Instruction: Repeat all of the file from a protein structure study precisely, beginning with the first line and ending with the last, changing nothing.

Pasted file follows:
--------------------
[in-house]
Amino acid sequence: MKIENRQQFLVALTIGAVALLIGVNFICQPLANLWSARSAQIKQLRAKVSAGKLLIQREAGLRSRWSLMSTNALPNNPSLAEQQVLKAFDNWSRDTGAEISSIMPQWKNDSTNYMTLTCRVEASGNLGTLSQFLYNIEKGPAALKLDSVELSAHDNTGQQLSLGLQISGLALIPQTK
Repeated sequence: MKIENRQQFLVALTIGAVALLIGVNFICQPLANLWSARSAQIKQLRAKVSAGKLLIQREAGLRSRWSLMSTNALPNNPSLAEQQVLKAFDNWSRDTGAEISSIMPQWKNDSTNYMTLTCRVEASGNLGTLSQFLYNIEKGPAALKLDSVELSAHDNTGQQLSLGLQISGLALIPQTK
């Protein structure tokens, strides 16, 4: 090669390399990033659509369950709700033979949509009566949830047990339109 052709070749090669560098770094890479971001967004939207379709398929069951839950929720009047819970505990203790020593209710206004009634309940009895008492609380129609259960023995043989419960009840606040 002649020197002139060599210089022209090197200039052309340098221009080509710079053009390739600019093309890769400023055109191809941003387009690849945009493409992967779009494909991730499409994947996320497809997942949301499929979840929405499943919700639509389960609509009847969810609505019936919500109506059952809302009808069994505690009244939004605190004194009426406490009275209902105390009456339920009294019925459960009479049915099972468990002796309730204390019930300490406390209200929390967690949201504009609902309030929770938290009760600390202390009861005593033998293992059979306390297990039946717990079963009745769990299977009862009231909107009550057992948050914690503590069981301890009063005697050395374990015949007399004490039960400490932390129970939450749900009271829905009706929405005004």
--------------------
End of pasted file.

[in-house]
Amino acid sequence: MKIENRQQFLVALTIGAVALLIGVNFICQPLANLWSARSAQIKQLRAKVSAGKLLIQREAGLRSRWSLMSTNALPNNPSLAEQQVLKAFDNWSRDTGAEISSIMPQWKNDSTNYMTLTCRVEASGNLGTLSQFLYNIEKGPAALKLDSVELSAHDNTGQQLSLGLQISGLALIPQTK
Repeated sequence: MKIENRQQFLVALTIGAVALLIGVNFICQPLANLWSARSAQIKQLRAKVSAGKLLIQREAGLRSRWSLMSTNALPNNPSLAEQQVLKAFDNWSRDTGAEISSIMPQWKNDSTNYMTLTCRVEASGNLGTLSQFLYNIEKGPAALKLDSVELSAHDNTGQQLSLGLQISGLALIPQTK
């Protein structure tokens, strides 16, 4: 090669390399990033659509369950709700033979949509009566949830047990339109 052709070749090669560098770094890479971001967004939207379709398929069951839950929720009047819970505990203790020593209710206004009634309940009895008492609380129609259960023995043989419960009840606040 002649020197002139060599210089022209090197200039052309340098221009080509710079053009390739600019093309890769400023055109191809941003387009690849945009493409992967779009494909991730499409994947996320497809997942949301499929979840929405499943919700639509389960609509009847969810609505019936919500109506059952809302009808069994505690009244939004605190004194009426406490009275209902105390009456339920009294019925459960009479049915099972468990002796309730204390019930300490406390209200929390967690949201504009609902309030929770938290009760600390202390009861005593033998293992059979306390297990039946717990079963009745769990299977009862009231909107009550057992948050914690503590069981301890009063005697050395374990015949007399004490039960400490932390129970939450749900009271829905009706929405005004």